Complex games where there is a lot to do
Taking the opposite approach to calming simple games, complicated games can be a good choice too. When there is a lot going on in a game, all the players are engrossed in what they are doing so their mind is likely to switch to anxious thoughts.
Arkham Horror: Call of Cthulhu is a great game for this. It is a co-operative game but one which doesn’t encourage quarterbacking (See What is quarterbacking in board games? (and how to avoid it).
In Arkham Horror: Call of Cthulhu each player needs to: manage their own character, deal with the overall game objectives, the monsters on the board, the bad stuff which happens every turn as well as helping other players where they can. That’s a lot to manage!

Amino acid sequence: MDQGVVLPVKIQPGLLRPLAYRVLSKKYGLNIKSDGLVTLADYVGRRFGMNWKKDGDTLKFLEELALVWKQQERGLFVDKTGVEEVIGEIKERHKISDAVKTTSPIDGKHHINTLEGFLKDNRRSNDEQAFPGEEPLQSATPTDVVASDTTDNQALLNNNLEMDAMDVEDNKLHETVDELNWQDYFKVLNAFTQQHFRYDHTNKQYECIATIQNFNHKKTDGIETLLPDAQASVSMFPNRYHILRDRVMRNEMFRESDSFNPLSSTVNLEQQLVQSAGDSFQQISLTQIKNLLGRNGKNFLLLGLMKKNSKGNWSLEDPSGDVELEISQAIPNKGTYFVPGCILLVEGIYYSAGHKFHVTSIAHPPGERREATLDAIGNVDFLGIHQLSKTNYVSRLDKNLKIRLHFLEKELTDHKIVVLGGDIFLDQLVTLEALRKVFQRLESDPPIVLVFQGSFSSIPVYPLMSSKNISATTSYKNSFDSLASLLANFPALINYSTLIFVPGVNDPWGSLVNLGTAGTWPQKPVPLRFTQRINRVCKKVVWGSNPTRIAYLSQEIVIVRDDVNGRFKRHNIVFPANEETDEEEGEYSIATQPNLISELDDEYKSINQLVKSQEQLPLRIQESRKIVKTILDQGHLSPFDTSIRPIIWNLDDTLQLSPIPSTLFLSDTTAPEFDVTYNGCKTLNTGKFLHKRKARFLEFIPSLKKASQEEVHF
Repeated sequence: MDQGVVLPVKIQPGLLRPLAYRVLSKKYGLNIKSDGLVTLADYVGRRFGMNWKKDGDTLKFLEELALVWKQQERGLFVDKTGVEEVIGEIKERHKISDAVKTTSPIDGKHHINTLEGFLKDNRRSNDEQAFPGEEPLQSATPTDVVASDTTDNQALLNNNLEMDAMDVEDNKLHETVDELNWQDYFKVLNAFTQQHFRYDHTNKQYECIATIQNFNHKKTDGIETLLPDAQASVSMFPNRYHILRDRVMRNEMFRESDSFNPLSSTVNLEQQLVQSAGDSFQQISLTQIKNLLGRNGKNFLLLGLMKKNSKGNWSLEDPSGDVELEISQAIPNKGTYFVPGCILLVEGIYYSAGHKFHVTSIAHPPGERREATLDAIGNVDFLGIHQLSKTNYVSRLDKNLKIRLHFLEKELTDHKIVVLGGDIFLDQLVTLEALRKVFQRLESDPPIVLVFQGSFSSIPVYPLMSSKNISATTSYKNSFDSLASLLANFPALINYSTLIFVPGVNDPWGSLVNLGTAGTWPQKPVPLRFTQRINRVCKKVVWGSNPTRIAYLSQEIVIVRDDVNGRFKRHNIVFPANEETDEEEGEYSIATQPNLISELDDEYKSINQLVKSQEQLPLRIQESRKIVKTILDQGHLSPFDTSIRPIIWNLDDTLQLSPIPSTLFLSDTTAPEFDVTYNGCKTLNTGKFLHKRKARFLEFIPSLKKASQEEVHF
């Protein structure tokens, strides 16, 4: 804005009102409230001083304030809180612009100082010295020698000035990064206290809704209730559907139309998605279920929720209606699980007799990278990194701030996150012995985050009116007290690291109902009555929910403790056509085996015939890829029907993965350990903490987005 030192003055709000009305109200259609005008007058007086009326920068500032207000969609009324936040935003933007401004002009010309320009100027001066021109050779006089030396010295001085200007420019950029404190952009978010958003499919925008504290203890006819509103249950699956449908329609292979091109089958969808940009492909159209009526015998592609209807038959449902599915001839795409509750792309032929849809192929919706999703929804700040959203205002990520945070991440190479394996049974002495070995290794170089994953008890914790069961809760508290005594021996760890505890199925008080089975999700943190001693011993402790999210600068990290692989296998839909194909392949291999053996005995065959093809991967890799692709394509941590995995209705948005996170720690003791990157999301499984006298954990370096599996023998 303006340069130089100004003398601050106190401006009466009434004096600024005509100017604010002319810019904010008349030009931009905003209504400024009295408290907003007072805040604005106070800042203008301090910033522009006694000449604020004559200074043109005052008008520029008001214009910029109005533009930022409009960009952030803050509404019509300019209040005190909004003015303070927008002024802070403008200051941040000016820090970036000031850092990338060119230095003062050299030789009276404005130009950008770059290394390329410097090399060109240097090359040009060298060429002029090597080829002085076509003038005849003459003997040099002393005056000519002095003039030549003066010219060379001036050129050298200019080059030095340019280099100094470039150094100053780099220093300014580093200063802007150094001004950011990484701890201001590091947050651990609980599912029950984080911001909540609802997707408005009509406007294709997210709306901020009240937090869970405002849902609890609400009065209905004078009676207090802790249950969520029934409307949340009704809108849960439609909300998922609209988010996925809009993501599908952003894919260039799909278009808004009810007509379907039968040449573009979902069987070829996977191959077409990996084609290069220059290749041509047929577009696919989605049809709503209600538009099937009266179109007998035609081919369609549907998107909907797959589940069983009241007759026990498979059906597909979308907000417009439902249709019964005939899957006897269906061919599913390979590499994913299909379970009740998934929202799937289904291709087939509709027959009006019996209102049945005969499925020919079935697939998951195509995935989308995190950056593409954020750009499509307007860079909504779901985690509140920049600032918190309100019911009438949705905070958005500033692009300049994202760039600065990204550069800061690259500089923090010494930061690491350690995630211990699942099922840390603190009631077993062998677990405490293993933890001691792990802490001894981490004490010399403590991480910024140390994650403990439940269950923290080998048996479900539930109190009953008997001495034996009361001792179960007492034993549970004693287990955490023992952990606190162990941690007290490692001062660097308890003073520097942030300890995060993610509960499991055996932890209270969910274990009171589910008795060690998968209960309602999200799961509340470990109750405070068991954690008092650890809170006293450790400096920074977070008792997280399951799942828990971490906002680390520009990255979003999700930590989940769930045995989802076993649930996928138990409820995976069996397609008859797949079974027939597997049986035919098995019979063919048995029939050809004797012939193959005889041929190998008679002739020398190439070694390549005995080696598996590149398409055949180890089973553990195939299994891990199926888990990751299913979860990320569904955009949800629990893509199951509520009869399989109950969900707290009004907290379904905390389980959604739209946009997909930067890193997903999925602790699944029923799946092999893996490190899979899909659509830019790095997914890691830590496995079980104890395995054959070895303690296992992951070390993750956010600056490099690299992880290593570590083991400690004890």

There is little time for thinking about anything but the game.
Twilight Imperium is about as complicated as you can get. If you have a hardcore gamer then this can be a great choice. It’s long enough and complex enough that players lose themselves in the game.
For board gamers with social anxiety, playing with people they don’t know is a big deal. It is awesome that they are facing their fears and doing it anyway.
The key thing you can do is help them feel welcome and relaxed. You’ll get to know them much faster. Over time they’ll be less anxious playing games with you – no matter which games you choose.
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Hi, I’m Emily, the tabletop gamer behind My Kind of Meeple. If this article helped you, I’d be honoured if you’d say, “Thanks!” with a £3 coffee on Ko-fi.